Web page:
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Redoing Your Kitchen the Right Way

A stunning transformation of a cramped, dated kitchen.

Sandra Sanders likes her corner pantry with automatic light in her remodeled kitchen. (SHNS photo by Owen Brewer / The Sacramento Bee)

By Bob Masullo
Sacramento Bee

The Rio Linda, Calif. home that Sandra and Archie Sanders designed, built and have lived in since 1974 is less than a half-hour drive from California's bustling capital, Sacramento, but it's rural enough for them to keep three horses on the 2 1/2-acre property.

The couple loves the country lifestyle it allows while keeping the city accessible.

But until a few years ago, they didn't like one part of their lifestyle -- the cramped, dated, kitchen in their home.

"We'd toured a lot of model homes and saw their roomier, up-to-date kitchens," says Sandra Sanders, a hairdresser.

"We really wanted one. When we noticed how low interest rates were (in 2001), we decided it was time to get ours."

Their old kitchen measured 11 by 18 feet. It had dark wood cabinets with Formica tops, no work island and a carpeted floor.

"There wasn't enough room to store everything," she says. "We were constantly having to stack things. And there wasn't enough room for people, either."

Now the Sanders' kitchen is 18 by 22 feet, has golden-stained custom-built birch cabinets with Corian tops and tile backsplashes; a large, granite-topped work island; an appliance garage; a corner pantry and a ceramic tile floor.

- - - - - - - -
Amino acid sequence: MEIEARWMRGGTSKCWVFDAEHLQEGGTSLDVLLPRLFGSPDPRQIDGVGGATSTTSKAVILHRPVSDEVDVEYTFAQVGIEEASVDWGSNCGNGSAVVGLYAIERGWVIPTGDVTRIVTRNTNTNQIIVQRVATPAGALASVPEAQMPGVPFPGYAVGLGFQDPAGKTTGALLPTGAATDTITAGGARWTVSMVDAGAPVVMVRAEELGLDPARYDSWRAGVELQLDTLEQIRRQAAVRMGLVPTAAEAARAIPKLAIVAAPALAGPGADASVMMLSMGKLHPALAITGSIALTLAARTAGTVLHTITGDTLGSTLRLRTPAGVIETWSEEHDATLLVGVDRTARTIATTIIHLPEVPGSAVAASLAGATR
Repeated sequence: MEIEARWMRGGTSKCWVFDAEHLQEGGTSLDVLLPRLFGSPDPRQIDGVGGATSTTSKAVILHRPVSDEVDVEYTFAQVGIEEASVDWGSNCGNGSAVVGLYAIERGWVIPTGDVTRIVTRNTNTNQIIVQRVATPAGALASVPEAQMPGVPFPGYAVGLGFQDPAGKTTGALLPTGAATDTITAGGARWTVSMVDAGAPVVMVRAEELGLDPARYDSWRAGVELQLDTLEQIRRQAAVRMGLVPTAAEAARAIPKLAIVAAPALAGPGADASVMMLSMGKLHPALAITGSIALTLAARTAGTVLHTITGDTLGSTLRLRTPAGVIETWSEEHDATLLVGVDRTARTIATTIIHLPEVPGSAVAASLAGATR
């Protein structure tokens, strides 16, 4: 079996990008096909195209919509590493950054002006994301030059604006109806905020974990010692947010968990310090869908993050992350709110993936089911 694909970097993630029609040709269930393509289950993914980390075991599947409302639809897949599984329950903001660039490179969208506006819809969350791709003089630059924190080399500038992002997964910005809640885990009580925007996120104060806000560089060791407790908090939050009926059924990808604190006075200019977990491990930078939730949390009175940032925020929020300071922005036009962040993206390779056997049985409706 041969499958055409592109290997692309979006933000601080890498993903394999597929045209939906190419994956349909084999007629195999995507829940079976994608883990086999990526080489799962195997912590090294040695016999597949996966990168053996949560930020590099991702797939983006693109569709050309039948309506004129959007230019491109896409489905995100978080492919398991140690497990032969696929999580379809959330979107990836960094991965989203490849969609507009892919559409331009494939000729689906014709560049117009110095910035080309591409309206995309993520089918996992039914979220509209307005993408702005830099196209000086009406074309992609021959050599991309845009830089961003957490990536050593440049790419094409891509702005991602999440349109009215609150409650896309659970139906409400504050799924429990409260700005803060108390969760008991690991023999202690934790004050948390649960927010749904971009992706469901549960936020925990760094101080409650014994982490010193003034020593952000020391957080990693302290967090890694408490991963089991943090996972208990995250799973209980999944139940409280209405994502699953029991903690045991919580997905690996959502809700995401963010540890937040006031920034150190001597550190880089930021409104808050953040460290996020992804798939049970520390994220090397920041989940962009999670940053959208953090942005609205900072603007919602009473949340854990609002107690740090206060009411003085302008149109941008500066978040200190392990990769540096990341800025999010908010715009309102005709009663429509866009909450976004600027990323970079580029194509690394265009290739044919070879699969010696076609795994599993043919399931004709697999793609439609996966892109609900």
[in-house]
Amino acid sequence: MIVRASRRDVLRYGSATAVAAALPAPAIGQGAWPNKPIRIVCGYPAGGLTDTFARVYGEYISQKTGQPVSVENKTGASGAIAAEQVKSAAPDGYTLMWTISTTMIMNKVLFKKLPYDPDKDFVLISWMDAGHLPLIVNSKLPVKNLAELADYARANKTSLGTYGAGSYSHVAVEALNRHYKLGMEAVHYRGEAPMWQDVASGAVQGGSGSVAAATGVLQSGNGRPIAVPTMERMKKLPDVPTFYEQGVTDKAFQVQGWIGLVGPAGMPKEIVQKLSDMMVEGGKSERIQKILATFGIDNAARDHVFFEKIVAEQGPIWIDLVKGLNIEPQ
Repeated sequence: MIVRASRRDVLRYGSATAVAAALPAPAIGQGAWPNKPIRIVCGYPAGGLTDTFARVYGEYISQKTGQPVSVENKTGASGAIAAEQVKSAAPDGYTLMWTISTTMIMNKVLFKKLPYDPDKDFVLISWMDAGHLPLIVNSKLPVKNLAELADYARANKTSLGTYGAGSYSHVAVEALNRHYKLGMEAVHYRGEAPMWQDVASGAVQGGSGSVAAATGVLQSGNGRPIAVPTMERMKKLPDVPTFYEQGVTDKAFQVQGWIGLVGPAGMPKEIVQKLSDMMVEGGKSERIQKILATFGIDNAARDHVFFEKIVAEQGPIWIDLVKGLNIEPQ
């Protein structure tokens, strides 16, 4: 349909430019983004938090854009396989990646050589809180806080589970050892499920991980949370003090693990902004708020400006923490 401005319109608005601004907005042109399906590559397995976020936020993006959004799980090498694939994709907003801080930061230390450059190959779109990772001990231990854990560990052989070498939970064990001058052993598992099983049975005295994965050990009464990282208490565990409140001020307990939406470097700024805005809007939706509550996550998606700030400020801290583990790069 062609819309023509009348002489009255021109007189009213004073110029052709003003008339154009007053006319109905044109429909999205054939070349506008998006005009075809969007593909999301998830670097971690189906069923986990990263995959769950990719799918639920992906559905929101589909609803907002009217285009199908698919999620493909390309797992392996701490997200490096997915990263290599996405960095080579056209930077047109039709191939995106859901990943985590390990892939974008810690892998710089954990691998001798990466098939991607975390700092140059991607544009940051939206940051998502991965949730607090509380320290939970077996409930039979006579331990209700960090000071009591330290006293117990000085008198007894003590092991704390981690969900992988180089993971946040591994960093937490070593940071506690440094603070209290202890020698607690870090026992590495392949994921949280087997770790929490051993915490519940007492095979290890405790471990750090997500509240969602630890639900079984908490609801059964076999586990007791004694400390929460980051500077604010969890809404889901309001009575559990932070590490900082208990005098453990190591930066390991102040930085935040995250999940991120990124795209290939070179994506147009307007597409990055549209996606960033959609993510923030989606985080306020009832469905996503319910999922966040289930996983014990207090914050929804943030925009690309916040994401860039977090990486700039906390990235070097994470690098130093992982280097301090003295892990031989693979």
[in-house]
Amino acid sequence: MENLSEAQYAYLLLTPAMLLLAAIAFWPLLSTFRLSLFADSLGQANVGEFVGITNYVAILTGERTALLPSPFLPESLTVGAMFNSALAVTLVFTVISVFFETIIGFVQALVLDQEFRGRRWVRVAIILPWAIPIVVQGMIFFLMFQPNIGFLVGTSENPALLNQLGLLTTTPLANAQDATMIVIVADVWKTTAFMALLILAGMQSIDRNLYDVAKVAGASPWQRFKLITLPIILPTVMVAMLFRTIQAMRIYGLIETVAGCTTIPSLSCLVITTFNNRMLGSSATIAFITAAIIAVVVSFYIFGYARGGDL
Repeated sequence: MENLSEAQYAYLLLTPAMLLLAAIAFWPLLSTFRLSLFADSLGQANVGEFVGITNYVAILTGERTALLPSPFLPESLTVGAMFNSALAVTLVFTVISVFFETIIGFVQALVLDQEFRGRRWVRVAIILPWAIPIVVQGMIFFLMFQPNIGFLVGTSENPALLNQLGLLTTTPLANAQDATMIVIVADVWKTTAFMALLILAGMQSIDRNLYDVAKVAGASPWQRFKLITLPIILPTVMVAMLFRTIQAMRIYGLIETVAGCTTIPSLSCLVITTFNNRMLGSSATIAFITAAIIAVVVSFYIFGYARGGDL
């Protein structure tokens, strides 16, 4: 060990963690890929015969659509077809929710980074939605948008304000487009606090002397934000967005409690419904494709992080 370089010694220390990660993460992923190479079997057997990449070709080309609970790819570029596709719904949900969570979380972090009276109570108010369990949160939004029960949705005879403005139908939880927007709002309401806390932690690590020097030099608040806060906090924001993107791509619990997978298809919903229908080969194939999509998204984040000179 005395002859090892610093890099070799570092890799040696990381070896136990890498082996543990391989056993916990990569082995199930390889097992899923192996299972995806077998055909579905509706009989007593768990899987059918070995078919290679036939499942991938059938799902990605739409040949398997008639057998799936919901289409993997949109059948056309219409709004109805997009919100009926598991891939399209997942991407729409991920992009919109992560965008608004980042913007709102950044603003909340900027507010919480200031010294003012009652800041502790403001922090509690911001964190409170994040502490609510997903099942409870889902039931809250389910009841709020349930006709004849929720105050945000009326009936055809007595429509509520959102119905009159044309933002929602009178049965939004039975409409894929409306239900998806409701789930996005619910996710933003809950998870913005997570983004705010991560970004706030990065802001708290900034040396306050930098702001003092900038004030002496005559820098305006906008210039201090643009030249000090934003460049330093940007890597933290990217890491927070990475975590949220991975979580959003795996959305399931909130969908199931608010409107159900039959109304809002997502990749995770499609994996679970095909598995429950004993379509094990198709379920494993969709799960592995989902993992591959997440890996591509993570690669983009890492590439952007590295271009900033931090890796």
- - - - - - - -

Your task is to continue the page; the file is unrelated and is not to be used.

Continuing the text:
"You can now fit 40 people in our kitchen," Sanders says. "And it has more storage space than we need; some drawers are still empty three years after we finished work."

The couple gained space for the new kitchen from an adjoining garage.

That made what was left unsuitable for cars, so they converted it into a 17 by 24-foot den and a 6 by12-foot laundry room.

The den, now used as an exercise room, is connected to the kitchen by French doors. A new garage was built on the west side of the house.

The remodel included updating the dining room with new lighting, a chair rail and crown molding that matches the coloring of the kitchen. New windows replaced the energy-inefficient windows throughout the house.

The Sanderses did not use an architect. Instead, Archie Sanders drew up rough plans and worked out details with the general contractor they chose after interviewing and getting bids from four contractors. Work was done between May and September of 2001.

Total cost: "About $130,000," says Sanders, an elementary school teacher. "And it was well worth it. The additional space is just wonderful."

"Especially for entertaining," adds his wife.

(Distributed by Scripps Howard News Service.)

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